A Sideways View

New stirrings in business psychology

The Dark Side of Happiness

Can happiness be bad for you?

Some serious economists have given in. They want to give up all their really important metrics such as GNP, GDP, annual average income for GHI: Gross Happiness Index. The Government’s happiness tsar wants to take valuable time out of the school syllabus, where you could maths and science and have lessons in happiness instead.

To some the idea is preposterous. Happiness is mainly dispositional like Introversion-Extraversion. You can teach someone to look happy but not be happy. For others happiness is a by-product of some activity such as helping others or exploiting your talents. The more you seek it, the less you find it. Happiness comes serendipitously to those who lead a good life. But isn’t happiness ‘psychological wealth’. Isn’t a “sunny disposition”; “constant cheerfulness”; “eternal optimism” the best possible thing you could have? As priceless as diamonds and rubies.

We know intuitively that happiness and well-being are a very desirable state. The positive psychologists and affective scientists have “proved” that people think more clearly and make better decisions when happy. We know that happy people build and maintain healthier relationships with others which brings many benefits. It is clear we are more creative when in a positive state of mind. And there is new, very clear evidence of the health-related benefits of being happy. After all, that is why it is called “well-being”.

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But could there be a darker side to happiness? Three American psychologists in Perspectives in Psychological Science (2011, Vol. 6) took a leaf out of a book by Aristotle to ask four questions:

1. Can there be a wrong degree of happiness?

The first obvious question is that of linearity. Is more better or is there an optimal amount? Are they true, all those injunctions about moderation? There are, as it turns out, quite a few reasons to doubt the ‘more is better’ argument. We know when people have great ‘highs’ like those with bipolar disorder, or mania, or where the happiness state is drug induced, that they often and very happily indulge in extremely risky (and hence dangerous) behaviours.

2. Is there a wrong time/place for happiness?

Many mental illnesses are characterised by difficulties in expressing negative emotions. Extremely happy people may not have enough experience of set-backs and frustrations. They may be less vigilant about threats of all kinds. When faced with problems we have a ‘fight or flight’ option. Negative emotions trigger powerful physiological forces that prepare us to confront others. Happiness can make people gullible, naive and inattentive. They choose not to see possible problems and dangers. When the environment is safe and predictable happiness may be a virtue. But life, alas, is not like that. The expression of negative emotions can have manifold benefits. Expressing anger can help a great deal in negotiations. Showing sadness could elicit offers of help. Emotions of fear, anger and sadness can be very useful in life.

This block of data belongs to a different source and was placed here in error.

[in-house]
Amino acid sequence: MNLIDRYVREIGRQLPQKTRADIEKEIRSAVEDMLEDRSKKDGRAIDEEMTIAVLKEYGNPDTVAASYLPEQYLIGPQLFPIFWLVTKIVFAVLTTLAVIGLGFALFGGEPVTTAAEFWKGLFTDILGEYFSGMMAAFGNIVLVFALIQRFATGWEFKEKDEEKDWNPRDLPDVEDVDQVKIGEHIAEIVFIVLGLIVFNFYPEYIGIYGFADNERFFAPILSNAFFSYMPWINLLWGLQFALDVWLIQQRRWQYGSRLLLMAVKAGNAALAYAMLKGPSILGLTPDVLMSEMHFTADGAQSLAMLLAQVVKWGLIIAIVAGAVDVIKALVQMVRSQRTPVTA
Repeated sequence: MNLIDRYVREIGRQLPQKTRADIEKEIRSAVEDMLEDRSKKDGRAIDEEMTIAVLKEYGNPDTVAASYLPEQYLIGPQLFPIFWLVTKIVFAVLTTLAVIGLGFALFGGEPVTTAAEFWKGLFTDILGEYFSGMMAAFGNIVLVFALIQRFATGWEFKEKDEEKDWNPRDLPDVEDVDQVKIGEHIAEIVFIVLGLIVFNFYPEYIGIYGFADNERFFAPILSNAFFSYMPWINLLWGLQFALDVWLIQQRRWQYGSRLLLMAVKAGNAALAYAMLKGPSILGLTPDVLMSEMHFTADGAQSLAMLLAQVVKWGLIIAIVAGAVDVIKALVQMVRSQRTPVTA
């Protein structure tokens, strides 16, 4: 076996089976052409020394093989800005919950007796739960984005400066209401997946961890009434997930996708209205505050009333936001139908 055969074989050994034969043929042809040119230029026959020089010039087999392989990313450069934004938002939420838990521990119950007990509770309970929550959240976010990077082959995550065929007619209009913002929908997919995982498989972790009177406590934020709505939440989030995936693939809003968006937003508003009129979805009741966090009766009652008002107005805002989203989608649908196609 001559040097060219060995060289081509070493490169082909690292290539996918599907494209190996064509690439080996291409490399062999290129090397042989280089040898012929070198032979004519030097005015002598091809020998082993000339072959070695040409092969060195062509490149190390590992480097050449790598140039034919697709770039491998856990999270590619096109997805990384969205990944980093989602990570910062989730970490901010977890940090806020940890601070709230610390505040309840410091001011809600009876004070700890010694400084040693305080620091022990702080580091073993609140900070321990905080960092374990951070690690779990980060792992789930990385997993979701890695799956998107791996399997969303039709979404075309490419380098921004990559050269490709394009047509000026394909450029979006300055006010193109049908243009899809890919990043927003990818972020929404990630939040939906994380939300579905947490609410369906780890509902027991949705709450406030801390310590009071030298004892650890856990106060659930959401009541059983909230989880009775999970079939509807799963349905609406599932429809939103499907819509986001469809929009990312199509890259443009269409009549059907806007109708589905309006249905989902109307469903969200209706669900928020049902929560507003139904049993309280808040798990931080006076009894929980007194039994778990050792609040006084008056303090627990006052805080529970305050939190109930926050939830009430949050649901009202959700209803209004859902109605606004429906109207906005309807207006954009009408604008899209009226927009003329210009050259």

3. Are there inappropriate/wrong/misguided ways to pursue happiness?

Could it be the more we pursue the great goal of happiness, the less likely we are to experience it? We know from the experience of other goal pursuit and attainment: the higher we set the target, often the more disappointed and discontented we may be frustrated by failing to hitting to hit it. Studies of personal happiness goal attainment illustrate the paradox well: there are usually maladaptive outcomes because people are set up for disappointment. Sometimes the happiness junkies become egocentric and damage their personal relationships. The person in blind pursuit of happiness can be obsessively self-focused, less reflective but also less attentive to others who are, or at least can be, a major source of happiness.

Equally, the therapy literature shows that the more people accept, rather than reject, negative feelings, the better they feel. Flexible and adaptive emotional regulation is good. Engage in happiness-enhancing situations and see what results. Engage in activities for their own sake, i.e. intrinsically, not extrinsically.

It’s like soap in the bath. The more you try to grab it the more cloudy the water: the more difficult it is to find.

4. Are there wrong types of happiness?

Are there different flavours of happiness? Can it mean great excitement and great calm? At its base level it is defined as the presence in amount of positivity over negativity.

But some things that may in the short-term bring happiness to the individual could cause the opposite effect. Happiness may impair social functioning through selfishness. Goal attainment may result in hubristic pride and narcissism which is deeply unattractive to others. Cultural conventions mean that certain happiness-inducing activities can only result in embarrassment, guilt and shame. Some cultures value contentment and calm over excitement. Some define happiness more socially than others: social harmony vs personal hedonic experience. So it may be that happiness is like food. Necessary and enjoyable, but you can eat too much. There are better and worse times to eat and some food is better for us than other.

Happiness comes to those who do not single-mindedly pursue it. It’s not healthy to be acutely and

Adrian Furnham, Ph.D., is a professor of psychology at University College London and the Norwegian Business School.

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